Applied Materials, semiconductor equipment supplier, expects quarterly revenue above estimates due to AI boom

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Applied Materials, semiconductor equipment supplier, expects quarterly revenue above estimates due to AI boom
Applied Materials, semiconductor equipment supplier, expects quarterly revenue above estimates due to AI boom

Applied Materials, a semiconductor equipment supplier, predicted higher-than-expected second-quarter sales due to sustained demand for advanced chips used in artificial intelligence.

Applied Materials, a semiconductor equipment supplier, anticipated higher-than-expected second-quarter sales on robust demand for advanced chips used in artificial intelligence and a comeback in the personal computer industry, driving its stock up 12% after the bell on Thursday.

Strong expenditure by cloud computing service providers, as well as the advent of AI-embedded personal PCs, are boosting demand for increasingly powerful chips and, hence, chip manufacturing equipment.

“There is a reacceleration of capital investment by cloud companies, fab utilization is increasing across all device types, and memory inventory levels are normalizing,” Applied Materials CEO Gary Dickerson said.

The company reported first-quarter revenue of $6.71 billion, above expectations, and stated that China sales of $3 billion accounted for 45% of overall revenue, up from 17% a year ago. Applied Materials manufactures semiconductor fabrication equipment and has customers such as Intel and Samsung.

The California-based company predicts second-quarter revenue of $6.5 billion, plus or minus $400 million, compared to analysts’ average estimate of $5.92 billion, according to LSEG data.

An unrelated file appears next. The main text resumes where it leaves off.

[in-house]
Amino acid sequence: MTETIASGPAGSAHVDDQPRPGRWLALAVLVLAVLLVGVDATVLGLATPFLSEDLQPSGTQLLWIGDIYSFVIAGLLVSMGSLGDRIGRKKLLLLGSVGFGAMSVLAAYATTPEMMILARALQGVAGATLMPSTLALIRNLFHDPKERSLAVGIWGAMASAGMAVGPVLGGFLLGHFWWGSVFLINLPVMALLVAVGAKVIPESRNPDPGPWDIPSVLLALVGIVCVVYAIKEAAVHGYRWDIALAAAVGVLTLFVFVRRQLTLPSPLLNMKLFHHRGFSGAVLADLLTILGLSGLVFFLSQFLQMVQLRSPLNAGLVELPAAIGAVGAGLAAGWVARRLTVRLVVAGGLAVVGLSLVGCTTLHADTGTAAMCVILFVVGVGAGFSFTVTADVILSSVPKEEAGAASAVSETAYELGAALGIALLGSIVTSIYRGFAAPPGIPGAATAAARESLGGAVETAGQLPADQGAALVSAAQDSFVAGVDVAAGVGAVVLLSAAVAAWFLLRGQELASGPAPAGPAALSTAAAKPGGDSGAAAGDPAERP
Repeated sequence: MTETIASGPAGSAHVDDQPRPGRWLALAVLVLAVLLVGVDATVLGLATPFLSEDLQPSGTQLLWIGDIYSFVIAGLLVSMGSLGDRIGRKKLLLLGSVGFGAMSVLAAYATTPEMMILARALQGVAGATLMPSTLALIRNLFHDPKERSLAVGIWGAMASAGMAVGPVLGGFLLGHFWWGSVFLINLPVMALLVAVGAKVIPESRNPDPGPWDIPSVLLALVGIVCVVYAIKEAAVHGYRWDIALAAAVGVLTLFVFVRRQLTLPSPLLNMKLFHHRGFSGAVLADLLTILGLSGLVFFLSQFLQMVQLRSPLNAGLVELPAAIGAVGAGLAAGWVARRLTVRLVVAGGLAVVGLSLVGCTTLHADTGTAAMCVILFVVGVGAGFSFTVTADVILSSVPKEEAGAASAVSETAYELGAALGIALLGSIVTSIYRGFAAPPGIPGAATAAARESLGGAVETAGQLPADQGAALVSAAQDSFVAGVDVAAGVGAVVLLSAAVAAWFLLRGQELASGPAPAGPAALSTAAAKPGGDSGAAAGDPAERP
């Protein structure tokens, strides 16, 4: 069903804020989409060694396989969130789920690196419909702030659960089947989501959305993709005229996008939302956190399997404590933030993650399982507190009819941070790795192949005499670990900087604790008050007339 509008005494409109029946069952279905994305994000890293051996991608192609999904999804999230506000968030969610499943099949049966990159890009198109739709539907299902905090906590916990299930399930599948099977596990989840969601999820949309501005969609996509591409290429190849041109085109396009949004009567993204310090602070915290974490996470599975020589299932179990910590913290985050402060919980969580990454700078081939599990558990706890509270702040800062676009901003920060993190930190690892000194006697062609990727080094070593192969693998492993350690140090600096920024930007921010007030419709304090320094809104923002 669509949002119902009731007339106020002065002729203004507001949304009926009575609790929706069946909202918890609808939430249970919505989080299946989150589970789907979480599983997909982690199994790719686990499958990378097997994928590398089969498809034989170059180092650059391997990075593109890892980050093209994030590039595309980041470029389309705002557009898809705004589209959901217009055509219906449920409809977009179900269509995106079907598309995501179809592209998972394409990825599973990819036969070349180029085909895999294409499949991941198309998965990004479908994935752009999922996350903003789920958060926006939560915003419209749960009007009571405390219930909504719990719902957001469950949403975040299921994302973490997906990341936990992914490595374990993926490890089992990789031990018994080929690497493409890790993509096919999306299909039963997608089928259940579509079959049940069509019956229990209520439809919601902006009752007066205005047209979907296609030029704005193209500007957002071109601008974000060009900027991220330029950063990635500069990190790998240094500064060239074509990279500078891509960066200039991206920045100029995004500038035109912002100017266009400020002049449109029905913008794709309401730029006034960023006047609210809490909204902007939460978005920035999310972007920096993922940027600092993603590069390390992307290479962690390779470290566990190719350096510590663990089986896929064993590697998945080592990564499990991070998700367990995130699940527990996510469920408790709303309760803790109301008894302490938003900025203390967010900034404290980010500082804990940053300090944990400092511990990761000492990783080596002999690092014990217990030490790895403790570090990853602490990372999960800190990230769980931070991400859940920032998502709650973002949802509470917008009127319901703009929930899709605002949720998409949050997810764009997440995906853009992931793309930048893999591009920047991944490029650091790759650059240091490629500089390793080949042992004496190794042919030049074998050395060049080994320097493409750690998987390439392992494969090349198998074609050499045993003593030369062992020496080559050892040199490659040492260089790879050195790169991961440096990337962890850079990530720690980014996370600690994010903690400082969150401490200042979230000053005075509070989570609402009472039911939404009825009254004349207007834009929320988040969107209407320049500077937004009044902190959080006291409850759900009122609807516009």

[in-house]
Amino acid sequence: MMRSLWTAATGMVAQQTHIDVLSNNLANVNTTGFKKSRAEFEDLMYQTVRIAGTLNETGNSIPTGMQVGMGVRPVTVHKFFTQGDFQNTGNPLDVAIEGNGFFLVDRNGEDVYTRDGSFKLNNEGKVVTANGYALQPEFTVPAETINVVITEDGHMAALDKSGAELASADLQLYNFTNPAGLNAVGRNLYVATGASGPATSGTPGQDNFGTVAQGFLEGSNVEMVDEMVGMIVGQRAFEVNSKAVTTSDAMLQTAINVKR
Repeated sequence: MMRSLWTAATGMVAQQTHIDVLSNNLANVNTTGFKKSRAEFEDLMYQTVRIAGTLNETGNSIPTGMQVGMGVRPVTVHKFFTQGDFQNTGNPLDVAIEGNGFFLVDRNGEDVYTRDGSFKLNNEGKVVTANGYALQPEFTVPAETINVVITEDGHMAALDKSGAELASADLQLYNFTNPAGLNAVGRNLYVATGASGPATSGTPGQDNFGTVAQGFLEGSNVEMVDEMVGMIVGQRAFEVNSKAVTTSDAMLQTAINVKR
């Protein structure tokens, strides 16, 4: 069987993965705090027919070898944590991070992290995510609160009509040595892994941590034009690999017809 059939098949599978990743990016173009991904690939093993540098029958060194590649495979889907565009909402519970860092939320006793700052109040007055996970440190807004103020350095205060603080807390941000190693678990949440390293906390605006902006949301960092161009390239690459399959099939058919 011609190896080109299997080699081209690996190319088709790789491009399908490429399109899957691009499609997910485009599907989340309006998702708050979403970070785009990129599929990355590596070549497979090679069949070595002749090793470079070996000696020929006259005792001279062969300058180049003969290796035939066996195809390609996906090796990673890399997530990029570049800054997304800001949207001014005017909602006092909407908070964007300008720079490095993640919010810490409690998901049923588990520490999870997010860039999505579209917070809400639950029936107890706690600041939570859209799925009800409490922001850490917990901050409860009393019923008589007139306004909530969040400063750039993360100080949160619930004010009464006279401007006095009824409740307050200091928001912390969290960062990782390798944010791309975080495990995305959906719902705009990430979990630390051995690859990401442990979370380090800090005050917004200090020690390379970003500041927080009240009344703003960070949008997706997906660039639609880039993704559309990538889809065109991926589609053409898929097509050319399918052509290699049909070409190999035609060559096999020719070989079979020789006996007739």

Applied Materials also forecasts an adjusted profit per share of $1.79 to $2.15, which is higher than the previous projection of $1.79.

Analysts believe that the need for stronger domestic semiconductor supply chains benefits businesses like Applied Materials and rival Lam Research.

In the midst of US-Sino tensions, governments throughout the world have urged chipmakers to increase domestic semiconductor production in order to lessen dependency on China and Taiwan.

The Justice Department was conducting a criminal investigation against Applied Materials late last year for transferring equipment to China’s leading chipmaker, SMIC, via South Korea without export licenses, according to sources.

Excluding adjustments, Applied Materials’ adjusted earnings for the quarter ended Jan. 28 were $2.13 per share, exceeding expectations of $1.91.

Its gross margin increased to 47.8% from 46.7% the year before.

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